I also watched the full Metropolis (1925) last week.  Another masterpiece because of its vision and execution even if the story is maudlin.  It is a quasi-Christian redemption story at its core:  the evangelist Maria tries to spread a message that the head and hand must be united by the heart in order to redeem the society.  The society is a futuristic one where the workers, drones, live below to keep the elites in comfort.  The hands vs. heads, get it?  The son of the head head decides to join the workers and live with them because he sees the injustice of the system.  There is an evil genius who creates a robot that he (and this is kind of dumb) converts into a living being through sucking something out of Maria, and the robot is her spitting image, of course.  She is a temptress while …

If your eye offends you . . .

Our pastor preached on this passage this morning, from the Sermon on the Mount.  It was provocative.  The Big Idea:  get to the root of the temptation of your sin and cut it out of your life.  Be real about such things.  Don't try to deal with the symptoms; get to the root.

That is why fasting from media may be the best thing to do.  All our sinful desire will not go away if we turn off cable and the Internet; of course not, since what defiles us comes from within.  But the media does nothing but feed such practices and desires.

For some reason, my Facebook "friends" like to post pictures of gooey deserts.  I'm not sure those seductive pictures help anyone with their eating habits!

Seriously, we are just playing with this topic.  We hear the truth and say, "But God doesn't really want me to give up . . . " when that is exactly what God wants, for our own good.  If it seems like God is saying to give something up, it's worth listening to (unless of c…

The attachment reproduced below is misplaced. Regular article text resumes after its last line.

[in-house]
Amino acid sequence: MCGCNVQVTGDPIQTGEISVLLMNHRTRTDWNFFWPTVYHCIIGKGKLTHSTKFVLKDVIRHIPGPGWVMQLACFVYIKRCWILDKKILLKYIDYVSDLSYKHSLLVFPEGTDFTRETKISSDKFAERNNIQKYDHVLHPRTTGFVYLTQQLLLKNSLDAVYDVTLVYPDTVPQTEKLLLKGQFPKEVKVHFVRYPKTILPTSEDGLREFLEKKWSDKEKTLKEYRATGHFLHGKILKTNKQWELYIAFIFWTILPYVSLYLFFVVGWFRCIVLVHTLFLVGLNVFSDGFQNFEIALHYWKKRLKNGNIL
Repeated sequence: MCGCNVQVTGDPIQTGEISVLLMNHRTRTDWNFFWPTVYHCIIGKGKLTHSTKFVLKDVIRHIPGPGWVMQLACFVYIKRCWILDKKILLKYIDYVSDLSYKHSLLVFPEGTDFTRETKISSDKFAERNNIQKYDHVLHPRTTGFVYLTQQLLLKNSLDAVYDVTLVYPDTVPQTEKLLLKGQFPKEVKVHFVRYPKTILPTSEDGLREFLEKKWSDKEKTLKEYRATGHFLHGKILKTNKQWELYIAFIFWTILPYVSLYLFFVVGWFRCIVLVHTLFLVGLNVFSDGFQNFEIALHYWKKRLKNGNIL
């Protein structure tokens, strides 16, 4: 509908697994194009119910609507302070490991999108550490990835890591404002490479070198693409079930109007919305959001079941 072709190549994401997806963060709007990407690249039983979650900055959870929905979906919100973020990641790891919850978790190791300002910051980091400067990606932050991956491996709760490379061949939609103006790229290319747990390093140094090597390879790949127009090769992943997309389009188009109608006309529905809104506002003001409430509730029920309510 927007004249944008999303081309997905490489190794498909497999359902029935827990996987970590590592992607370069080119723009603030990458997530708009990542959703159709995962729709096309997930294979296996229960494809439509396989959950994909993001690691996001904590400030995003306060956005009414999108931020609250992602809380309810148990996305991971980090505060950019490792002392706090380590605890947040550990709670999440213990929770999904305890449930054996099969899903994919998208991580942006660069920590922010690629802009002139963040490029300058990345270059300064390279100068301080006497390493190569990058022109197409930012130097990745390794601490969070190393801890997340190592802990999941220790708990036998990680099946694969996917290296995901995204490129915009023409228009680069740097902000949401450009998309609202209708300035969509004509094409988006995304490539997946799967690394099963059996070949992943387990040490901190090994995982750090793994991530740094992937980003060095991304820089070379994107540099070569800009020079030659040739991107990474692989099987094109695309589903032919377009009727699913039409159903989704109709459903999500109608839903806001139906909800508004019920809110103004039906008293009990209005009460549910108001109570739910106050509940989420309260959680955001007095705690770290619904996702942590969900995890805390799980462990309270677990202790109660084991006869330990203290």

Red Letter Christians revisited

Red Letter Christians confuse me.  They say we more conservative Christians are inconsistent in our practice of scripture, and I suppose they think themselves more righteous for focusing on the red letter parts of the Bible (Jesus' words).  But . . .

The same Old Testament law that requires that in a theocracy for the poor to be cared for also requires capital punishment for sodomy and doesn't even have laws for abortion since such a thing is so unspeakable in the ancient Hebrew mind.  Only in a case of a miscarriage by force is there a discussion of penalty (and it's severe).

In the New Testament period we no longer live in a theocracy, but in a multicultural and opposing world; the church is a community apart, and should be chaste and distinctive.  Yes, care for the least of these is vital, and I espouse that and try to live it.  But their justification of left-wing social causes is just plain weird. 

So, their trying to justify same-sex marriage and abortion rights the…

Consistent inconsistencies, and inconsistent consistencies--and a box of tampons